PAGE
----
GDPR: What is Legitimate Interest - Lead Forensics

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        Further Information Regarding Legitimate Interests

        Of the six lawful basis specified under GDPR, ‘legitimate interests’ is the most flexible. However, there are some strict guidelines around its use.

        Data can be processed in the legitimate interests of the data controller (or a third party) and that can include the personal or business interests of yourself or a third party. The key exception is where such interests are overridden by the interests or fundamental rights and freedoms of the data subject – especially if that subject is a child.

        The process of direct marketing is detailed as a potential use of legitimate interest, but this shouldn’t mean it is taken as a free pass to do whatever you want.  Processing under this basis places additional responsibility on the organisation to consider and protect each individual’s rights and interests. Data processing must be proportionate, targeted, have the smallest possible impact on the individual and not require consent under the Privacy and Electronic Communications Regulations (PECR) which focuses on additional protection for consumers.

        Here is a basic checklist of the type of questions that need to be considered:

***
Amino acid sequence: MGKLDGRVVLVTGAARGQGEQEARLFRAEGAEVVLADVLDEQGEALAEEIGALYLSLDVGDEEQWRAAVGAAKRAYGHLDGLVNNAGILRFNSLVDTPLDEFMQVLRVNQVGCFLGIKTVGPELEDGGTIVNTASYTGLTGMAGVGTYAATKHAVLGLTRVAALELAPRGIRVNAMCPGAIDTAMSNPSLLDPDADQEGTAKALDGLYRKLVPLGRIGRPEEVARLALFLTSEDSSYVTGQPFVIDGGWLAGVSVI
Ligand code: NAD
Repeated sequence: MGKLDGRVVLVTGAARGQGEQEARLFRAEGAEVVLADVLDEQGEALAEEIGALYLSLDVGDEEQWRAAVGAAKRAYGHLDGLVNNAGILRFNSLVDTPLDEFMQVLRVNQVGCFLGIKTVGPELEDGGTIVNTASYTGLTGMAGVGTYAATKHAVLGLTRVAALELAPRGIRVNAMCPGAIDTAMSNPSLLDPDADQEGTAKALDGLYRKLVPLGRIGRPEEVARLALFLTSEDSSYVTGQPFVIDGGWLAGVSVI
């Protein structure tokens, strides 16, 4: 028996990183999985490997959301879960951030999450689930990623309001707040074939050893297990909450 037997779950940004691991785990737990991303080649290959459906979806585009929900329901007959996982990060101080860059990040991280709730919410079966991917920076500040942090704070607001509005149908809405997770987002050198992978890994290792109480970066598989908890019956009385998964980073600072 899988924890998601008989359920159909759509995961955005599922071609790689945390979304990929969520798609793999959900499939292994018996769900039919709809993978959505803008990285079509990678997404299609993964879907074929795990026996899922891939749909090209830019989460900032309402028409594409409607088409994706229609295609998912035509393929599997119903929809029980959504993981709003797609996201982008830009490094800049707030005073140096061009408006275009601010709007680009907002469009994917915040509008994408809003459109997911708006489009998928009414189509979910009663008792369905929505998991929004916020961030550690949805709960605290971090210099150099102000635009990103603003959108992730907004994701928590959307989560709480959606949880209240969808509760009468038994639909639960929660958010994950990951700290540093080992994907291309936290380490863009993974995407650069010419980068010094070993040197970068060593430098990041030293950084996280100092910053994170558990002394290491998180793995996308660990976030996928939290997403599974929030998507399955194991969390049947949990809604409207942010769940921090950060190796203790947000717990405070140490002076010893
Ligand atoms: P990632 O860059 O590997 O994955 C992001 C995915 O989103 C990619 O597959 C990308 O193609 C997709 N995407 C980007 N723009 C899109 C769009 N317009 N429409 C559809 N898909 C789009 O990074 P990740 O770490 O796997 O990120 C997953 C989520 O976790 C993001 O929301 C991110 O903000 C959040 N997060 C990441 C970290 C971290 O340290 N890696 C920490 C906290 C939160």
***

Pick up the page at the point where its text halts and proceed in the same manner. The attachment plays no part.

• Have you identified a legitimate interest?
        • What are you trying to achieve? Is this method necessary to get these results, or are there less intrusive methods available?
        • What is the benefit of the data processing and what would be the impact if it didn’t go ahead?
        • Are the data subjects’ rights being balanced correctly against your own?
        • Is the data you are looking to process sensitive or private? Are you processing the data of children or vulnerable individuals?
        • Have you included suitable safeguards to ensure the data is protected? (if not, what can you put in place to minimise impact and risk?)

        In a nutshell, legitimate interest only applies if the processing you wish to carry out is deemed necessary. By this meaning it is proportionate, targeted and that the same result couldn’t be achieved through any other, less intrusive means.

        What is a Legitimate Interest Assessment?

        If you decide to use legitimate interest as a lawful basis, then a Legitimate Interest Assessment (LIA) must be completed in all cases. A LIA is basically a risk assessment that aims to ensure you’ve gone through a comprehensive decision-making process and have balanced your own interests against those of the data subject. There isn’t a standard format that you must follow, however you must clearly show that you have considered everything and can justify the outcome reached.

        Your LIA must be constantly reviewed and updated whenever there are any significant changes in the nature, purpose or context of the processing you are undertaking, to ensure your new purpose still complies. If there is a conflict, it is still possible for your interests to prevail, as long as there is clear justification.

        Remember to keep a record of all LIAs you complete, as you’ll need to demonstrate compliance and to prove that you have fully weighed up personal interests and potential effects. This will be vital evidence, especially if a data subject is to complain or raise a query.

        Your privacy policy must also include full details of the legitimate interest you wish to use. This must be written in clear, unambiguous language and explain exactly what your interests are.

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